As it relates to the Chinese yuan, since you’ve already seen the chart, I’ll only take this opportunity to remind everybody that I continue to maintain that if any actual progress gets made in the trade talks, it should be a very solid positive for risk-on markets and conversely, the gold price per ounce would likely suffer. I maintain this view as the US Dollar – Chinese yuan exchange rate hits its highest level in a decade.
As measured by the LBMA afternoon fix, the gold price per ounce decreased 0.75% this week to $1,503.80/oz. As mentioned in the intro, I’m not going to leave the comparison at that. As of 4:00PM EST Friday, the price of gold had increased to $1,529.40/oz, a new cycle high and a 0.9% increase from the previous Friday LBMA afternoon fix. The escalating US-China trade war provided all of the elements for a gold rally ON FRIDAY with equity markets declining, volatility increasing, global bond yields sinking and the US dollar weakening. Including Friday’s post-LBMA afternoon fix gains, the gold per ounce price is up 19.6% since May 3rd, the last market trading day prior to President Trumps’ surprise announcement of Chinese tariffs on Sunday, May 5th. For future reference, the price of gold in ounces on that date was $1,278.55.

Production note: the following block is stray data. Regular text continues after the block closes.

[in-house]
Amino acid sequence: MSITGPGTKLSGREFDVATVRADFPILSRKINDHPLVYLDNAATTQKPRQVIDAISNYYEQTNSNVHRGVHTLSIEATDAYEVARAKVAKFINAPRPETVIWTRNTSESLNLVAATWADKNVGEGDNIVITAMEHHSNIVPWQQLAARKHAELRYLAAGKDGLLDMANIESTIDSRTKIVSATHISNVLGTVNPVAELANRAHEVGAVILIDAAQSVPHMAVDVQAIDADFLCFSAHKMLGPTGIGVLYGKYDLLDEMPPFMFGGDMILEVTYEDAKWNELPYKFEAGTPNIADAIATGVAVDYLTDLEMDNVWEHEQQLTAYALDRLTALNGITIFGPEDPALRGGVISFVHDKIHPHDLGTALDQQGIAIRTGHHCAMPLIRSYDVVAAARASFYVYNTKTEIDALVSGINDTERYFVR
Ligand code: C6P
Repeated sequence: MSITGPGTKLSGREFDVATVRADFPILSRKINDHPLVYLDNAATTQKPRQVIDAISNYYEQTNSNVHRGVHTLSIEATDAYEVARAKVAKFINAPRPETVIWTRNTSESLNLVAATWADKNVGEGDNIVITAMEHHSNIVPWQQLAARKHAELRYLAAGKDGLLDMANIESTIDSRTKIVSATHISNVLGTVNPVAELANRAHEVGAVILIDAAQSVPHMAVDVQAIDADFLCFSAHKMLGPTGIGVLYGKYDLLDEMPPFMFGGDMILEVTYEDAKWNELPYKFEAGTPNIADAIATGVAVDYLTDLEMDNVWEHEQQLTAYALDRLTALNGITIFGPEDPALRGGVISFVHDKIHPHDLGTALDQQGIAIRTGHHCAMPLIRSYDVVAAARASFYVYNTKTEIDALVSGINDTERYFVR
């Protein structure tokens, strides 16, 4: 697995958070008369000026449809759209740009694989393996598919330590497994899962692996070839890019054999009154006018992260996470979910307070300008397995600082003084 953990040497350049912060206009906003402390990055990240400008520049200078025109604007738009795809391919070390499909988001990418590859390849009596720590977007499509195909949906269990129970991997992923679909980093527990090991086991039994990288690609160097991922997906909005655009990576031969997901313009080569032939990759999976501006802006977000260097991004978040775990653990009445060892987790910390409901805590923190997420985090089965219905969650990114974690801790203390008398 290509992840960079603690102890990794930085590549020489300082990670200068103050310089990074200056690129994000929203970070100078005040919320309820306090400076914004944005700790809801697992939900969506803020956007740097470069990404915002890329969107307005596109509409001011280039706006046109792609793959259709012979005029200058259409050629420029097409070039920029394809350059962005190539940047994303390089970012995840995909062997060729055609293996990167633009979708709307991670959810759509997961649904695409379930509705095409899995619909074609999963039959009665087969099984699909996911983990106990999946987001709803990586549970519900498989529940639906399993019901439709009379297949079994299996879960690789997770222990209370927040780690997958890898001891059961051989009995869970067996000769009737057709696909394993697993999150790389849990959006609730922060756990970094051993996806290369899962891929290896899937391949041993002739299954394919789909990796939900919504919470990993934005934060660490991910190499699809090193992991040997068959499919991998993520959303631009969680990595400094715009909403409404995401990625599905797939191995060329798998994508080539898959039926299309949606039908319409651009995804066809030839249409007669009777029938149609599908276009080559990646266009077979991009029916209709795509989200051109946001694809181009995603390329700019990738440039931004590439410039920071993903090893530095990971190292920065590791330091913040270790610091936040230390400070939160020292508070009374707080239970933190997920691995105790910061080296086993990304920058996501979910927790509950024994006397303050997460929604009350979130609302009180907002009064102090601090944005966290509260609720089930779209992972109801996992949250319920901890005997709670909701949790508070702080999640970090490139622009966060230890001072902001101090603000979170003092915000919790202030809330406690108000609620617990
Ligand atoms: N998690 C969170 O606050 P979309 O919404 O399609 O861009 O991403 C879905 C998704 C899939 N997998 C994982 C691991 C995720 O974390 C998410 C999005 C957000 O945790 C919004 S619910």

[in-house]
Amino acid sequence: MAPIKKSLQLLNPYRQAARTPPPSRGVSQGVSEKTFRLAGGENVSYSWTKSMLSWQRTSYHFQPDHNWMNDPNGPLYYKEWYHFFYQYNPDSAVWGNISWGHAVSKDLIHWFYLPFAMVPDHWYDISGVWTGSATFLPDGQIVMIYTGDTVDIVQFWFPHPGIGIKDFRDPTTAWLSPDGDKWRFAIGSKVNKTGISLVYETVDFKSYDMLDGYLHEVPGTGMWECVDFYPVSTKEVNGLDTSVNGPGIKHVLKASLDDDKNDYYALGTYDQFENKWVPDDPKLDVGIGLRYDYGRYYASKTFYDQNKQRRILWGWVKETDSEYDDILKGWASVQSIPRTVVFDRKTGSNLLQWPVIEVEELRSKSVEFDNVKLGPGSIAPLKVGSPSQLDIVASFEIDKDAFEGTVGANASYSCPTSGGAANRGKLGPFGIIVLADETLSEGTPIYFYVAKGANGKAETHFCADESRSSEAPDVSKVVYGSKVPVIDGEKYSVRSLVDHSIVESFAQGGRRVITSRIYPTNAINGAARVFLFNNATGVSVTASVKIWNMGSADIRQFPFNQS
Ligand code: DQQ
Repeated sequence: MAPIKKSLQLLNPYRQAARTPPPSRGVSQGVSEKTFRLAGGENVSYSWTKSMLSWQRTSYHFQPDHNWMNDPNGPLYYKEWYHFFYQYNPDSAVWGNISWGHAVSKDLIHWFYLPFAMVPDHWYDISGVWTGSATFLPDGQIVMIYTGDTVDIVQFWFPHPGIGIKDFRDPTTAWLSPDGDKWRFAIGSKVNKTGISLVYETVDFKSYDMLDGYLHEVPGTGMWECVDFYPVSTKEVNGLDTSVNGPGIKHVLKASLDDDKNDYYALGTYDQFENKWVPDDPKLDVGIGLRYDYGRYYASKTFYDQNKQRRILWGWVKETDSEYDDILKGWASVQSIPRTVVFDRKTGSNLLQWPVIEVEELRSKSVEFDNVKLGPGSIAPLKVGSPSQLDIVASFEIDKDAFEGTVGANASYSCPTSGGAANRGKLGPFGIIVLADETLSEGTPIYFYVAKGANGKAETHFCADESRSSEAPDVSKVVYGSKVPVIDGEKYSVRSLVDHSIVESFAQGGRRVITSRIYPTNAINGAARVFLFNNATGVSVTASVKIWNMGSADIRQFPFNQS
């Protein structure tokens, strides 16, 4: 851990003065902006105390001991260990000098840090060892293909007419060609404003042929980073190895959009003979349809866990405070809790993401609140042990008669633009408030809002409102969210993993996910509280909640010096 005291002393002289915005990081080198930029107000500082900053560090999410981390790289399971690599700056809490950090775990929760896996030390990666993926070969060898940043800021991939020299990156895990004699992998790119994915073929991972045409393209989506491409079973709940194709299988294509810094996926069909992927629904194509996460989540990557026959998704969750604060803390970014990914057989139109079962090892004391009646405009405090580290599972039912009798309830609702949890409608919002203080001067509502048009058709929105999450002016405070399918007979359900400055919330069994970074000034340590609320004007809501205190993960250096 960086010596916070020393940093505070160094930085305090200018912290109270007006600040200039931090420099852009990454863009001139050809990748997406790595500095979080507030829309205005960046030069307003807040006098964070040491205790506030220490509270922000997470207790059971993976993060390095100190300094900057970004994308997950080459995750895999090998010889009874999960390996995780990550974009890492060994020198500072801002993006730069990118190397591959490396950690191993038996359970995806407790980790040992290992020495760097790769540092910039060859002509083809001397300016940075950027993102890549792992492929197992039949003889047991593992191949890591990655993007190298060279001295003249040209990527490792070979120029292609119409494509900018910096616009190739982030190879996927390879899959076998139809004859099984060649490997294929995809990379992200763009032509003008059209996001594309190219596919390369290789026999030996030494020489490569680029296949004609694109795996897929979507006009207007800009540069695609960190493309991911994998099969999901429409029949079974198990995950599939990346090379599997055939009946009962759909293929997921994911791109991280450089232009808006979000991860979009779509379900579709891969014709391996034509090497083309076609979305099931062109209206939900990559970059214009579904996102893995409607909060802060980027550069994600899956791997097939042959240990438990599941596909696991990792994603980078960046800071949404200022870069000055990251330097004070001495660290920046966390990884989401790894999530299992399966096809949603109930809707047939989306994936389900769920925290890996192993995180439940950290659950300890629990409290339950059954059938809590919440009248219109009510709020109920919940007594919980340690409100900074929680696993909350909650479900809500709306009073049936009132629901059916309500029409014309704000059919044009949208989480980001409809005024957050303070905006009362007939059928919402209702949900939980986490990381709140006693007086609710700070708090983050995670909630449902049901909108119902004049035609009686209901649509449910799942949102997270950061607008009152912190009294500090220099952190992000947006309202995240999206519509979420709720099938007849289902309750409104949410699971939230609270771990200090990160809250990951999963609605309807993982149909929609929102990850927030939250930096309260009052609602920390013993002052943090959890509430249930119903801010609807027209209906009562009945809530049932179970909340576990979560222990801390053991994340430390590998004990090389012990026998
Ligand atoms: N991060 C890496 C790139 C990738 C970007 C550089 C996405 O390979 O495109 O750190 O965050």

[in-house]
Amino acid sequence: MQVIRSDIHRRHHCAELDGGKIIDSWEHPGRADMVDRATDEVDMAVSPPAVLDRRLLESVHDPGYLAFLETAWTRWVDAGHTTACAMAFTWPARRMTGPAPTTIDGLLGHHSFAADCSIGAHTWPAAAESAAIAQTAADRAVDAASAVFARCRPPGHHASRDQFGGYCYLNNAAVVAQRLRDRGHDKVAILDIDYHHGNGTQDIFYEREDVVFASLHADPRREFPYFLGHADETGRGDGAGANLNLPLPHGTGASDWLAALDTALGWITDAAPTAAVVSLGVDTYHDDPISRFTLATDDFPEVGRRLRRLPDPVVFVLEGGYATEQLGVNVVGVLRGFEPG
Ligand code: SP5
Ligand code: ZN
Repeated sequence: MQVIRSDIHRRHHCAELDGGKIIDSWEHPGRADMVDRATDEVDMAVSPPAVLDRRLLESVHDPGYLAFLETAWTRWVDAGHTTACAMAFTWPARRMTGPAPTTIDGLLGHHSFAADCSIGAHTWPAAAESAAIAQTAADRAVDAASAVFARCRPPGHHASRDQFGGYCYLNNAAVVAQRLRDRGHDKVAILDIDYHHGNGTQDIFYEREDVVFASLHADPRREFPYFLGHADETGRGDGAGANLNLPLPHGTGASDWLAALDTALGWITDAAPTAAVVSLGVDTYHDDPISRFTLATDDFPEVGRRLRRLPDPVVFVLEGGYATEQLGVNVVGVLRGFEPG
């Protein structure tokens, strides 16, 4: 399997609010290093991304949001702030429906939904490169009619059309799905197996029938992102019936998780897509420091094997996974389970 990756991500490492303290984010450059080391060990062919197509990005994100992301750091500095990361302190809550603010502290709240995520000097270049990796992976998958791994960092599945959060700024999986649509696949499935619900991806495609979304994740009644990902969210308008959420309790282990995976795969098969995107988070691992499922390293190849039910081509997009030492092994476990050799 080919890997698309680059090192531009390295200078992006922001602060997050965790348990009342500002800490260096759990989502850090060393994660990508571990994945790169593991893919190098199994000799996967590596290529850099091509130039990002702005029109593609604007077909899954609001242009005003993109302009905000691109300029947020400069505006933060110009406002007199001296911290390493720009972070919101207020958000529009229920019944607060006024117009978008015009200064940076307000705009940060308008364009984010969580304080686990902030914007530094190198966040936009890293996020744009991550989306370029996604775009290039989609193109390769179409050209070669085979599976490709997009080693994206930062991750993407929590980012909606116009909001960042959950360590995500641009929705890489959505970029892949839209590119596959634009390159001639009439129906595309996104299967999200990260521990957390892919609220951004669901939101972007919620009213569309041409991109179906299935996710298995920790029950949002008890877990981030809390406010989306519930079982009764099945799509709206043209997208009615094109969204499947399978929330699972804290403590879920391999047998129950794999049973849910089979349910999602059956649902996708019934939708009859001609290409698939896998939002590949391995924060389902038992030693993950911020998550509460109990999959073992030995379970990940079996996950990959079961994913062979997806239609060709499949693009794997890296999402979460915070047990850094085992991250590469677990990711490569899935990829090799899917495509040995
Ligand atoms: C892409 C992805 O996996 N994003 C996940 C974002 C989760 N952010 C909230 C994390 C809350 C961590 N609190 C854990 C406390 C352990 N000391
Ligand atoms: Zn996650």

Switching gears, gold volatility increased handily to 18.36 from 16.86 the prior week. Intraday Friday, this volatility spiked as high as 20.46, above the average since June 2008 using log normal data. Remember, I use the “Gold VIX” (Ticker – GVZ ) to get a sense for this metric. The Gold VIX measures the market’s expectation of 30-day volatility of gold prices by applying the VIX methodology to options on SPDR Gold Shares (Ticker – GLD). GLD is an exchange-traded fund (ETF) that represents a fractional, undivided interest in the SPDR Gold Trust, which primarily holds gold bullion. As such, the performance of GLD is intended to reflect the spot price of gold, less fund expenses.